Is "in layman's terms" a slang idiom?

I think what you're asking is "Is 'in layman's terms' formal enough for an academic paper?" The answer is yes, it is OK to use that expression in your paper. It is not informal or slang. As Alan ...
ColleenV's user avatar
  • 12k
7 votes

Is "steer clear of" formal or informal?

It's difficult to say with little context if "steer clear" is used properly in regard to formality. If this is an academic paper, however, as this sounds as if it could be, I suggest ...
myacorn's user avatar
  • 2,170
7 votes
Accepted

Should 'got' be used instead of 'was' in formal reports?

We should use was in both cases in formal writing. get in Wiktionary sense 17 is stated as informal: (auxiliary, informal) Used with the past participle to form the dynamic passive voice of a dynamic ...
Seowjooheng Singapore's user avatar
7 votes

Are "turn out" and "end up" too informal for academic writing?

I would say these are too informal for a data report. I would use something a bit plainer. If you really want to put emphasis on it, you can use an adverb like "actually" or similar. e.g. .....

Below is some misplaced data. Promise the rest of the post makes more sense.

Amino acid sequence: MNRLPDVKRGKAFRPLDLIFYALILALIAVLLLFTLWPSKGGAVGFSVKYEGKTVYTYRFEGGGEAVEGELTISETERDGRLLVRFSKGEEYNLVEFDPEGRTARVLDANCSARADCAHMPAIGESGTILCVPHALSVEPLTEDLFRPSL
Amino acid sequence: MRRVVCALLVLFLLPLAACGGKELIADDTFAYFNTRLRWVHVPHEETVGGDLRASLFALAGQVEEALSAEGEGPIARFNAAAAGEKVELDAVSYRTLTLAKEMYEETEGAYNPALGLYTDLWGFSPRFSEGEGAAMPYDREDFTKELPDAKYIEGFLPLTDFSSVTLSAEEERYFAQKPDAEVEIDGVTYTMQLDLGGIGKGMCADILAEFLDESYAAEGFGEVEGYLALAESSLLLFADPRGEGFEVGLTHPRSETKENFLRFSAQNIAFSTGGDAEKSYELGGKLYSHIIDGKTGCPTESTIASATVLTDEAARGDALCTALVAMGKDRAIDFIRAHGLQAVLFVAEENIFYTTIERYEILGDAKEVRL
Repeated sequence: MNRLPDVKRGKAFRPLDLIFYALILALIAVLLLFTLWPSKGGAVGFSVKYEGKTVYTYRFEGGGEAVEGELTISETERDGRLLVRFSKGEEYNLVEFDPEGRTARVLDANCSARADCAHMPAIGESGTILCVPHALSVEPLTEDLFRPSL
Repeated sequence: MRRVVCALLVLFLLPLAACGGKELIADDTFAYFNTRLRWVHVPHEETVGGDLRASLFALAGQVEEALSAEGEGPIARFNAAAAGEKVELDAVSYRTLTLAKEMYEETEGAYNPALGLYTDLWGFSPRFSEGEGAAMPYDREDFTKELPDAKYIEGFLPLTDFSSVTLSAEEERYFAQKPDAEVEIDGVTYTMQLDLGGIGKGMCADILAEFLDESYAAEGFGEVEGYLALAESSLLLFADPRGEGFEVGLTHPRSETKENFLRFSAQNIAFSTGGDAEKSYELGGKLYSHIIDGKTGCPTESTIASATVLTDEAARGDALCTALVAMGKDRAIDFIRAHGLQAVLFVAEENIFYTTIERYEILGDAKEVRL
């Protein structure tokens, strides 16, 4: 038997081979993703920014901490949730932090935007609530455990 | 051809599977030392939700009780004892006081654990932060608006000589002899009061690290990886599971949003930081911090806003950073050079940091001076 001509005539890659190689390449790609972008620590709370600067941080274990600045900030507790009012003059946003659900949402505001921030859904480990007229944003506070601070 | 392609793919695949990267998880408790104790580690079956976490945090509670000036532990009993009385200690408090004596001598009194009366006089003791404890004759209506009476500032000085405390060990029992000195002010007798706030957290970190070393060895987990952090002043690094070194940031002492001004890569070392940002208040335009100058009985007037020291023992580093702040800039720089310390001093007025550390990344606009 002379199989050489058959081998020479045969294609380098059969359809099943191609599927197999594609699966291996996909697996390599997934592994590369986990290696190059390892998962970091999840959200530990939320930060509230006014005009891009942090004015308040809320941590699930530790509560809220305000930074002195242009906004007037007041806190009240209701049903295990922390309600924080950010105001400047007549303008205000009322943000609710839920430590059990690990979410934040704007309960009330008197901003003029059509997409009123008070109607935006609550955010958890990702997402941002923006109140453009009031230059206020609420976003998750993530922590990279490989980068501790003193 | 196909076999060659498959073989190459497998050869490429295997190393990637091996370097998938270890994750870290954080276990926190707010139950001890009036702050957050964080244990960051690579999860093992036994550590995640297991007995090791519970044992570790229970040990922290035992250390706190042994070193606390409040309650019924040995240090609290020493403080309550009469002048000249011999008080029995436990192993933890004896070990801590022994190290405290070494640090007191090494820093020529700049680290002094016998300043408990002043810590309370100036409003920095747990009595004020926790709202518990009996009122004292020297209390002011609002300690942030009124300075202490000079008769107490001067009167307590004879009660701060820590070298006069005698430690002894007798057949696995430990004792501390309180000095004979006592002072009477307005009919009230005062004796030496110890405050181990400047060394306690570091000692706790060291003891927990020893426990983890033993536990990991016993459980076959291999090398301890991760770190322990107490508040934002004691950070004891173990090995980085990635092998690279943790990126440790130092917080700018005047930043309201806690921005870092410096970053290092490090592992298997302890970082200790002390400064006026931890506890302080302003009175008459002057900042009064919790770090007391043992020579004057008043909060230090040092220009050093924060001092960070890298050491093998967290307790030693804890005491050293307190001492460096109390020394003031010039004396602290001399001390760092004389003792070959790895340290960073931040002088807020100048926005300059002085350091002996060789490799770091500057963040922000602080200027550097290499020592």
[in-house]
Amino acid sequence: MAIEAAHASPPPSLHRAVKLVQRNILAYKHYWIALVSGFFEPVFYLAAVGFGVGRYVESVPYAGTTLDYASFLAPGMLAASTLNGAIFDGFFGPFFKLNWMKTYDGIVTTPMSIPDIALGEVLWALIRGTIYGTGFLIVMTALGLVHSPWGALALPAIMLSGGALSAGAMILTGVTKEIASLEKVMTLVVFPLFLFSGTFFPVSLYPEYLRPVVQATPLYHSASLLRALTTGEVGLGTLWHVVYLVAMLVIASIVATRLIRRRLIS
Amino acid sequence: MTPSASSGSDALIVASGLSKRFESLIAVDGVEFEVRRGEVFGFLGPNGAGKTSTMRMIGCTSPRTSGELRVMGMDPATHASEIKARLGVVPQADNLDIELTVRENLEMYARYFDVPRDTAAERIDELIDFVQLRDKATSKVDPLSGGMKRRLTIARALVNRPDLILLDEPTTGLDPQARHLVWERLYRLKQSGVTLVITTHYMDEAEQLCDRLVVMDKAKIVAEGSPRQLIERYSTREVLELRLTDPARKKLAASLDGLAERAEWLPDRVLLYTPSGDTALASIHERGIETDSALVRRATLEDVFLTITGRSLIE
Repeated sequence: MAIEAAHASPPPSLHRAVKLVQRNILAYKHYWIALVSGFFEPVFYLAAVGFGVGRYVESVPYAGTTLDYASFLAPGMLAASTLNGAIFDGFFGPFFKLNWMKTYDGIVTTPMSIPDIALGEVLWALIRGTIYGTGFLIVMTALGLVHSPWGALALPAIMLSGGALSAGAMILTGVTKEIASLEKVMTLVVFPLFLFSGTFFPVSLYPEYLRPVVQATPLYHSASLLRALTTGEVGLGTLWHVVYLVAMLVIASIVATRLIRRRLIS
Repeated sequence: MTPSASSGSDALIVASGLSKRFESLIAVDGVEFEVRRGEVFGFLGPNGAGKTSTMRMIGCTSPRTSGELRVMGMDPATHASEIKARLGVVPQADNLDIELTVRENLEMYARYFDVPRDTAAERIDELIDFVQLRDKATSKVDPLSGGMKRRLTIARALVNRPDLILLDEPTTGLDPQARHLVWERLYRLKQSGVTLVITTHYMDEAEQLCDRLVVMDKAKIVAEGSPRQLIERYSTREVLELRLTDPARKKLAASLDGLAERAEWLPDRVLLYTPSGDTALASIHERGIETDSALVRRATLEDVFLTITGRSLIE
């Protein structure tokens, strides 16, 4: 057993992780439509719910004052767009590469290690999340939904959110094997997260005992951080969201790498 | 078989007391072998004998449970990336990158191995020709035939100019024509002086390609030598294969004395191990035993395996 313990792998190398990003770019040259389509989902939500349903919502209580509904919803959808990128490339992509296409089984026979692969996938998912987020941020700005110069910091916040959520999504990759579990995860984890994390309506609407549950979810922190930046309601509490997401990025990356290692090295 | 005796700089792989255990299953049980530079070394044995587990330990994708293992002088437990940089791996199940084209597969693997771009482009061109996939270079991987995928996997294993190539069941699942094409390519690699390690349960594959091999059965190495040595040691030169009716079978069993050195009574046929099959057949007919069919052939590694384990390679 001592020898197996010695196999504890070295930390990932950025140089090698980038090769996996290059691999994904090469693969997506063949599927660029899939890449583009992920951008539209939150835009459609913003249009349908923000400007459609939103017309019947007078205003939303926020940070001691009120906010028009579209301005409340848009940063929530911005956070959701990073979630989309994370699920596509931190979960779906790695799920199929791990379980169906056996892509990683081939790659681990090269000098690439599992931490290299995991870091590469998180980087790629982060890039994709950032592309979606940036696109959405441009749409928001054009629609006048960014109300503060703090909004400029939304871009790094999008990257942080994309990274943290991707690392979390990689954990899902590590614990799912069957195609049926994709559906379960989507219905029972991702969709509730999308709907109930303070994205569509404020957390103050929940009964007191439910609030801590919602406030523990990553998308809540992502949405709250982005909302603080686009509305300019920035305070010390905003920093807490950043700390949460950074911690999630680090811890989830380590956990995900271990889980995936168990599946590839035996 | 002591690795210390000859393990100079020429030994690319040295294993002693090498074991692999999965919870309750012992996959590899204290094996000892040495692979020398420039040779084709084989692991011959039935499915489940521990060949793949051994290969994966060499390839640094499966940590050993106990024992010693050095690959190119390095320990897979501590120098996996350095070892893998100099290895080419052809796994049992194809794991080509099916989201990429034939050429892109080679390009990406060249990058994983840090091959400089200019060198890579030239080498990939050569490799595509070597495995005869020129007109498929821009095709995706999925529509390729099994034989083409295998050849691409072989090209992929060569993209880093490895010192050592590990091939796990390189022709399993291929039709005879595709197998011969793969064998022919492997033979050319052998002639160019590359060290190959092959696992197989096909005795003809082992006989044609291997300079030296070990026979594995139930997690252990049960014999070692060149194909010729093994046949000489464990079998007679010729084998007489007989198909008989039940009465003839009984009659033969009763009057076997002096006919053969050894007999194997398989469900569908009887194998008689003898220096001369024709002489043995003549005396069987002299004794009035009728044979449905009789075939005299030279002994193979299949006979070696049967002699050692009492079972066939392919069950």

Hmwat's user avatar
  • 136
6 votes
Accepted

Is "as of today" a standard English expression?

There is nothing wrong with that phrase and I assure you that it isn't incorrect.Like you said, "as of today" has two meanings: From the beginning up until now, including today. or Starting ...
Varun Nair's user avatar
  • 8,268
6 votes
Accepted

Is the word 'appreciate' too formal?

If it is to someone you don't know personally, it is not too formal. For a friend, usually a thanks will do.
Evan Carslake's user avatar
6 votes
Accepted

Is it informal to use "so on " in the article?

So on is not super formal, but will be found in a lot of relatively formal writing. I would not avoid it without having some specific reason to expect that it would be rejected. I've seen it in legal ...
SamBC's user avatar
  • 22.8k
6 votes
Accepted

Are contractions discouraged in formal writing?